According to Rick Martel, his brother treasured his time battling Dan Kroffat. “That was a period of his life that he really enjoyed,” he said. “With Dan, he did all kinds of matches, boxing matches, and kinds of gimmick matches with him. They really had good chemistry together. I remember watching them, and those guys could just look at each other and know what to do. Sometimes it happens, you have a guy and everything just flows.”
Also on the Stampede roster was Leo Burke, who would later go on to book Stampede, Puerto Rico, New Zealand and the Maritimes. “I can’t say one bad word about him. He was a professional in the ring and outside the ring. He was the type of guy that always gave 100%, gave the fans what they came to see, whether there was 20 people or 20,000, he never changed. That pretty well puts it in a nutshell. I think he was a great worker as well,” Burke said. “Ricky was more flashy. Michel was great to work on the mat. He was very solid. You couldn’t see through his work, which was the case for more than 90% of the guys!”
Earl Black teamed with Tiger ‘Tweet Tweet’ Tomasso for the Stampede tag titles in 1971, losing them to Michel Martel and Danny Babich. “Michel was a lovely lad, always smiling and great company,” said Black, adding that he used to ride Babich mercilessly, as his English was terrible.
“He was very young and an excellent wrestler. He drew a lot of people,” said Tor Kamata. “He was fun. He liked to party. He liked to get out there. We had a good time.”
Besides Calgary, and the occasional work around Quebec when he was home, Michel Martel’s other early notable venture was to Mexico, where he wrestled as The Lumberjack. “He had the whole thing, the axe, the toque,” said Martel.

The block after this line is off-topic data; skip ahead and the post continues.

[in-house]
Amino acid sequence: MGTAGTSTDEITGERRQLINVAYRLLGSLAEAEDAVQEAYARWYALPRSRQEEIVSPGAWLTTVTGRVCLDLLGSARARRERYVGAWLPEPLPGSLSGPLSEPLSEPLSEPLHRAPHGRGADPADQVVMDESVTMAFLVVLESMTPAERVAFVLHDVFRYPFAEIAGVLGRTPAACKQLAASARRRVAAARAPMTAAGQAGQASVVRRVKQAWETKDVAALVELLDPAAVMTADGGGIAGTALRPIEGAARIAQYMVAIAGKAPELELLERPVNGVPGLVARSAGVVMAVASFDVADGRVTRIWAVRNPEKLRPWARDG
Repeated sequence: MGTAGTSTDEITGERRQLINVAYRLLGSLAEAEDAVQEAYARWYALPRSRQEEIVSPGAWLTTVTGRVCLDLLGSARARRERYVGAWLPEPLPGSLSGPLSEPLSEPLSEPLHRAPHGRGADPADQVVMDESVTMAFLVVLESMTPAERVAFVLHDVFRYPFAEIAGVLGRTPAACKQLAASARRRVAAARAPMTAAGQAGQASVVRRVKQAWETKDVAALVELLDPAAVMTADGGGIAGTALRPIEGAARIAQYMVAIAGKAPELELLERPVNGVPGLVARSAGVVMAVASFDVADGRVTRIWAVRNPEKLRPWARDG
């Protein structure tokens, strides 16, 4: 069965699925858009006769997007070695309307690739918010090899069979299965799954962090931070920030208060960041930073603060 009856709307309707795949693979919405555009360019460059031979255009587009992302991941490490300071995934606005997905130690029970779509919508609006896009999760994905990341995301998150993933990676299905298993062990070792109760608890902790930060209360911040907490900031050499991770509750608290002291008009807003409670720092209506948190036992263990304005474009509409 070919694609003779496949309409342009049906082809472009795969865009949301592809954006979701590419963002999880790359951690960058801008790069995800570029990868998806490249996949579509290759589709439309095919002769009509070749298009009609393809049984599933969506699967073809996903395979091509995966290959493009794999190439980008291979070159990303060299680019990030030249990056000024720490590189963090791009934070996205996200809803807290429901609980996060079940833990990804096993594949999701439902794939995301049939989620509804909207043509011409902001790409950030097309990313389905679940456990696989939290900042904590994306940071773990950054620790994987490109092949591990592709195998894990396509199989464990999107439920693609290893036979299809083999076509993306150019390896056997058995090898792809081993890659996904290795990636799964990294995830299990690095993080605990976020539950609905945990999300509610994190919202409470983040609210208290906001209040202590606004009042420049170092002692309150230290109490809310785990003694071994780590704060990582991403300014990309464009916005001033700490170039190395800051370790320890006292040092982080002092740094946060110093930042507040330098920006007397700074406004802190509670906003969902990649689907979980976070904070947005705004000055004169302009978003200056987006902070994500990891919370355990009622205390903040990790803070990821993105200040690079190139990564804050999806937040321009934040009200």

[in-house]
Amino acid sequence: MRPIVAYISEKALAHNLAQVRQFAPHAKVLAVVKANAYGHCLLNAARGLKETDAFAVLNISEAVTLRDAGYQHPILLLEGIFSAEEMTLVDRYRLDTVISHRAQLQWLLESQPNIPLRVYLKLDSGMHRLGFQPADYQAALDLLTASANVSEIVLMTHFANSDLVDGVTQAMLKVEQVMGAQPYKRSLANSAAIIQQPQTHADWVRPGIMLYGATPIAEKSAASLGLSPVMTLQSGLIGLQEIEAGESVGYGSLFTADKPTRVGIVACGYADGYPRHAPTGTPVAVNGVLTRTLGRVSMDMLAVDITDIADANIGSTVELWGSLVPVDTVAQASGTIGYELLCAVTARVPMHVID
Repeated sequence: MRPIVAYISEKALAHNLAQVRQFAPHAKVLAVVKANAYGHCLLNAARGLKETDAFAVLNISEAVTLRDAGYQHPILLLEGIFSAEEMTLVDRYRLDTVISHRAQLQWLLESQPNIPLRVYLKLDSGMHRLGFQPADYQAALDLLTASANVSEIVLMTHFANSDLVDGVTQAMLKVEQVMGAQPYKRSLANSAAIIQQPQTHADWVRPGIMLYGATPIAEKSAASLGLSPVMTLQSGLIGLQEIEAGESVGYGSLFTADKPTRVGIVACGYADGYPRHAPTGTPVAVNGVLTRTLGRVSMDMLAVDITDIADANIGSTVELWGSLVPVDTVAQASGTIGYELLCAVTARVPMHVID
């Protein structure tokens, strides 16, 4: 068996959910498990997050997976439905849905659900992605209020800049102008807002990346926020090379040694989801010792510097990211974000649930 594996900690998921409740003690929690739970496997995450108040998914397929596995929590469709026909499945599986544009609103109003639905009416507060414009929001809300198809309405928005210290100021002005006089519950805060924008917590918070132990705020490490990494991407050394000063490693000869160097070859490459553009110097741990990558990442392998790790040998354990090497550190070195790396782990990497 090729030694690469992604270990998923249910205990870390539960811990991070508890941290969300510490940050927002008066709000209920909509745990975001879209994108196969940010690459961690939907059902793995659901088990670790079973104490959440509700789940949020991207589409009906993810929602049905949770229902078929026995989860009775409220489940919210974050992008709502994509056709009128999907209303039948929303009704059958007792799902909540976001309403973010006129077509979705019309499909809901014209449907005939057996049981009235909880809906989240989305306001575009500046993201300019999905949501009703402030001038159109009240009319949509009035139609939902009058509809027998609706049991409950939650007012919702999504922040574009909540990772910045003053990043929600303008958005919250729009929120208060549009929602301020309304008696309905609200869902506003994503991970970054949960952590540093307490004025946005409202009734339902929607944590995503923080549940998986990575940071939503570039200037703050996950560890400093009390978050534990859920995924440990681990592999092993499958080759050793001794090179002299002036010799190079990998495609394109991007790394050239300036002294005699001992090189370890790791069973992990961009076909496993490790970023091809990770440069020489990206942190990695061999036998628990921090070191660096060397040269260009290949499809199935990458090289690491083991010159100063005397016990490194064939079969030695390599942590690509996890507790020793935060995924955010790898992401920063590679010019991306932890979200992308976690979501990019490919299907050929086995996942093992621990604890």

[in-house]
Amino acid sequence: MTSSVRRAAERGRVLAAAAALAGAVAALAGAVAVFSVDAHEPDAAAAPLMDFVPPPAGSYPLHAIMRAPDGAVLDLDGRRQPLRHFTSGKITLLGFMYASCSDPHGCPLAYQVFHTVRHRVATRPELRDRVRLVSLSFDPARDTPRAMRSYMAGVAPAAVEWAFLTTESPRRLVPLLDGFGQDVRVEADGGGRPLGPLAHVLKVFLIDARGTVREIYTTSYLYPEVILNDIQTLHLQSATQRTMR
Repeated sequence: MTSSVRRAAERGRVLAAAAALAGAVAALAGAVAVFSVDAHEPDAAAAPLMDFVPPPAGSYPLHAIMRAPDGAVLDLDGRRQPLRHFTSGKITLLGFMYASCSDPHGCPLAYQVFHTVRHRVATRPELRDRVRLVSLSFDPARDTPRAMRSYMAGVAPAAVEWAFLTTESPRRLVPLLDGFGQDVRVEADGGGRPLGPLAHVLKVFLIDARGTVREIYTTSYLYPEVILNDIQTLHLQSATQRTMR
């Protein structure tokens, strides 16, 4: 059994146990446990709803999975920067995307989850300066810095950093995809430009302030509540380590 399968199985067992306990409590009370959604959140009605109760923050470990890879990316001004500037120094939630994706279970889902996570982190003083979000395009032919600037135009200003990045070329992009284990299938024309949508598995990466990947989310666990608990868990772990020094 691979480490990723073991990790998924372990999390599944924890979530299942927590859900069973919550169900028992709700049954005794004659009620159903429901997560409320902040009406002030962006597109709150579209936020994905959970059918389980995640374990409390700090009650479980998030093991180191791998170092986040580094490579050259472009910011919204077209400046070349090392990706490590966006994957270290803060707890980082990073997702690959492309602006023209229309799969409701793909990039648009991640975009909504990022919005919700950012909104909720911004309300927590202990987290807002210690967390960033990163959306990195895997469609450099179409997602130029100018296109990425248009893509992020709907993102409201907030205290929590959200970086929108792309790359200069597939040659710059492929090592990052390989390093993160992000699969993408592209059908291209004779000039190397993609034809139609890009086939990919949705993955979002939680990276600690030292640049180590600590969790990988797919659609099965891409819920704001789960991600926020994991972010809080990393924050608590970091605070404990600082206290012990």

Once established, Michel encouraged his friend from the hometown bar scene to get into the business too. “He just told me he was going to be a wrestler. I went one time to see a match, because I didn’t know about wrestling. I saw Jos Leduc against Maurice Vachon in a cage. I said, ‘Fuck, I’m going to do that!'” said Frenchy Martin. He trained with a few oldtimers around Quebec, then arrived in Calgary as Don Gagne thanks to Michel’s hook-up with Stu Hart. “He booked me into Calgary. I wasn’t really ready, but I still went.”
Besides Frenchy Martin, Michel also brought his brother Rick into the sport. Rick idolized his brother, and followed his advice as best he could, even at 12 years of age. “All of my friends were playing hockey and Michel had me doing boxing to learn my way around a ring, it didn’t have to be a wrestling ring. In boxing, at least you learn the balance, the control of your movements in a ring,” he said. “He had this whole plan made for me. If I became any good at all in this wrestling business, it’s strictly because of Michel.”
Rick’s break would come in 1973. “Michel was in the Maritimes and a wrestler got injured and they needed a wrestler within 24 hours. And they couldn’t find one. So he ventured, ‘my kid brother, he wrestles’ and I was 17 years old. I had wrestled amateur, Olympic-style, Greco-Roman style, but I had never wrestled professional. So he called me up on a Friday night and said ‘I’d like you to get on a plane tomorrow and start professional wrestling.’ And I said ‘whoa, I’ve never wrestling professional.’ He said, ‘that’s alright, you’ve wrestled Greco-Roman, and all that. You’ll do alright.’ So I got on the plane and wrestled that night.”
Rick won that first match in North Sydney, Nova Scotia. “I got a great feeling and loved it right away. And this is what I wanted to do. In fact, I did it for the summer and then I was supposed to go back to school in the fall. So I went back to school for one day and that night, I went to bed and I kept thinking, ‘wow man, I miss it already.’ The next day I went back to school and went to see the principal and I told him, this is it for me, I’m quitting. He said, ‘after one day?’ ‘Yeah,’ I said, ‘I know I’m not going to finish the year because I miss wrestling already. That’s what I want to do. This is it.’ My parents were shocked. And I went back into wrestling, and I never regretted it.”
As his brother had predicted many years before, the siblings would team on numerous occasions, especially in Stampede over the next few years.
But it is with Frenchy Martin as a tag team that Michel Martel is best remembered. The Mercenaries, with their black berets, were Frenchy’s idea, based out of the “Quebec shit” of the highly-politicized nationalist movement in la belle province. Billed as Michel and Pierre Martel, they worked for Montreal’s Grand Prix Wrestling and out in the Maritimes, feuding with The Beast & Rudy Kay and Leo Burke and a newcomer named Rod Piper.